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Rod Stanley, founder, Good Trouble
At work with

Rod Stanley, founder, Good Trouble

The latest of our ModMag speakers to discuss their working week is Rod Stanley, the man behind Good Trouble. Initially only available online, Rod launched a printed version of his ‘celebration of the culture of resistance’ last year, working with Richard Turley to subvert the traditional broadsheet newspaper format. We caught up with him in New York.

Tell us about your typical Monday journey to work
I rise at 2.30am, then work out solidly for two hours. After a session in my cryogenic recovery chamber, I eat a dozen raw eggs, read the Financial Times cover to cover, play a round of golf, and am at my desk at 6.30am, ready to begin the day.

Describe the state of your desk and what you can see in your office
My desk at home usually has a small pile or two of books and magazines I will never get round to reading, some homework I have (unsuccessfully) been trying to persuade my nine-year-old son to do, and three eternally sad-looking chilli plants – red cayenne, ancho grande, serrano – that do not get enough sun, and have steadfastly refused to provide me with one solitary pepper all year, the ungrateful bastards.

Which magazine do you first remember?
Apart from comics like the Beano, the first proper magazine I remember is Amstrad Action. I was maybe nine years old, and it was all about how to play games and do cool stuff with your Amstrad computer (I had a cutting-edge CPC464, with cassette-deck).

It also had pages of hexadecimal machine code you were meant to type in to make a game or something (above), which took hours and hours, and which I never, ever, once got to work. I deeply loved this magazine, and often attempted to make my own version with pieces of squared paper, a stapler and some felt-tips. Special mention should also go to early Viz, which was furtively passed around at school.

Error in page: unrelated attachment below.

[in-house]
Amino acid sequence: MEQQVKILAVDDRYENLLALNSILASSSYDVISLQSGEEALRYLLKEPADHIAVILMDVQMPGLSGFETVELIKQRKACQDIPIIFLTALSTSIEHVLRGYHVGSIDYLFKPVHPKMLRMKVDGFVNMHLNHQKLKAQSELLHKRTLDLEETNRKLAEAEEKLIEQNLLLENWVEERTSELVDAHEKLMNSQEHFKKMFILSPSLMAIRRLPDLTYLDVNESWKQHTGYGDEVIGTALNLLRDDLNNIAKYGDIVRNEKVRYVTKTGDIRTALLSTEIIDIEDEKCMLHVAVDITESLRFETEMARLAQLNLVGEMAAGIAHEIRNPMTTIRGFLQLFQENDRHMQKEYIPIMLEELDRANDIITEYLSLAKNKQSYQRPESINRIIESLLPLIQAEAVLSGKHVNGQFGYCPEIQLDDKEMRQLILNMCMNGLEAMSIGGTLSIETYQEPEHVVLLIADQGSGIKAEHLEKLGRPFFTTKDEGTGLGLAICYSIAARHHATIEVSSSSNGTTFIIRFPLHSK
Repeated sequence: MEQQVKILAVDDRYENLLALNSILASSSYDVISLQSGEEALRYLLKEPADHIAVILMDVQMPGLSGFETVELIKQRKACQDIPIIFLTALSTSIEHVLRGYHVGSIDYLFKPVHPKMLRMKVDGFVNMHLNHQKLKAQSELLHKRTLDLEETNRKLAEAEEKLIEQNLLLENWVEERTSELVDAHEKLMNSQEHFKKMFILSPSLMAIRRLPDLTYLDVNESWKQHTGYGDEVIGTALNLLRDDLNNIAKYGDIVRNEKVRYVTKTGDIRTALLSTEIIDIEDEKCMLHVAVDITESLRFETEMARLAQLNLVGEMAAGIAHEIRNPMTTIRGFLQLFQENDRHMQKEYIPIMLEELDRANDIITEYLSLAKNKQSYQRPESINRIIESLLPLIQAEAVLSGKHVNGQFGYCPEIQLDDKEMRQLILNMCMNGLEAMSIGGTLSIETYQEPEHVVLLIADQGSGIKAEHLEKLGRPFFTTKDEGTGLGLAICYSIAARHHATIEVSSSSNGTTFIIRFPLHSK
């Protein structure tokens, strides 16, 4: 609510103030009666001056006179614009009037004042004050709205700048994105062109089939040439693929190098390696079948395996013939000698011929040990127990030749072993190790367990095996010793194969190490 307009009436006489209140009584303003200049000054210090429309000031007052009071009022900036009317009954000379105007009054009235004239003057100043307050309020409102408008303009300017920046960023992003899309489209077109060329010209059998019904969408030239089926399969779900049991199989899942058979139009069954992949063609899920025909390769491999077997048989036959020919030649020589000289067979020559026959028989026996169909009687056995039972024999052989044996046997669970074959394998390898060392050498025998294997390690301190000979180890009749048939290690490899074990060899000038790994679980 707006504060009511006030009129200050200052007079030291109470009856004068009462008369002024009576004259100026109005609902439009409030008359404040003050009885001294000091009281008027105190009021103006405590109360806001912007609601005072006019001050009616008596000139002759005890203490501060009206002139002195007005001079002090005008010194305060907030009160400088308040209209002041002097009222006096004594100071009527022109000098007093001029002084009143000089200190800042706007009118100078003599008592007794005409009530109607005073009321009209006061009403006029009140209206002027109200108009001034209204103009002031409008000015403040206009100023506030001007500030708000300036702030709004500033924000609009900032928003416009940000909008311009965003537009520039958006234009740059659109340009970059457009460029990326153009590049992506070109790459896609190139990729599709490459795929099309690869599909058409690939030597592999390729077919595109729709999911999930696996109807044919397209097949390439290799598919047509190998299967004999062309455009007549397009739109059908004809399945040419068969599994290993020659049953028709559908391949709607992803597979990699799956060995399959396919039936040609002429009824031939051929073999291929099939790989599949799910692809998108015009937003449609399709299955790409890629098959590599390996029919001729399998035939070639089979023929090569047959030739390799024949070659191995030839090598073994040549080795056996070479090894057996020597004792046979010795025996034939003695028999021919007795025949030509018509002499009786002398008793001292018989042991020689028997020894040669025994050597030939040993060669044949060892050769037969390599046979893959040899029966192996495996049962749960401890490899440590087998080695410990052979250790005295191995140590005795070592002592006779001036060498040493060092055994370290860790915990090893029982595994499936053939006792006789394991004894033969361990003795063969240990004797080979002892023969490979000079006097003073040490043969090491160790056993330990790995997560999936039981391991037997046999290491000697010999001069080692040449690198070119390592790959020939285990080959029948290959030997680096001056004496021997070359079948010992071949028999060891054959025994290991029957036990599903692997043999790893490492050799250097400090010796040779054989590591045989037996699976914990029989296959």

Which magazine matters to you the most right now?
I still like Viz. I have no great loyalties, but a few that spring to mind are 032C, Nataal, The Gourmand, Let’s Panic, Dazed, BEAT, Print, Re-Edition, Kaleidoscope, Civilization, Puss Puss, Little White Lies, Intercourse, Marfa Journal, Migrant Journal, anything with the word ‘Journal’ in, I suppose. And it’s digital-only, but The Quietus is quality.

There are plenty of interesting indie mags out there, though I do think people could take greater risks. On the other hand, too many mainstream mags today are stuffed with the same old faces and thinly disguised sponsored content.

Can you describe your magazine in three words?
Large and absorbent?

You've edited big, established mags like Dazed. Why launch your own magazine?
I edited Dazed & Confused for seven years, and had a great time, but felt I was finished with publishing by that point. My attentions have been elsewhere for five years, but the political upheavals of the last couple of years drew me back, as I sensed and hoped there was both a space and a need for a publication to ‘celebrate the culture of resistance’. Most decisions since then have been instinctive, random or responsive to events – there was something about using broadsheet that was appealingly subversive. Though lots of people won’t stock it because of that format, so I guess the joke is on us, really.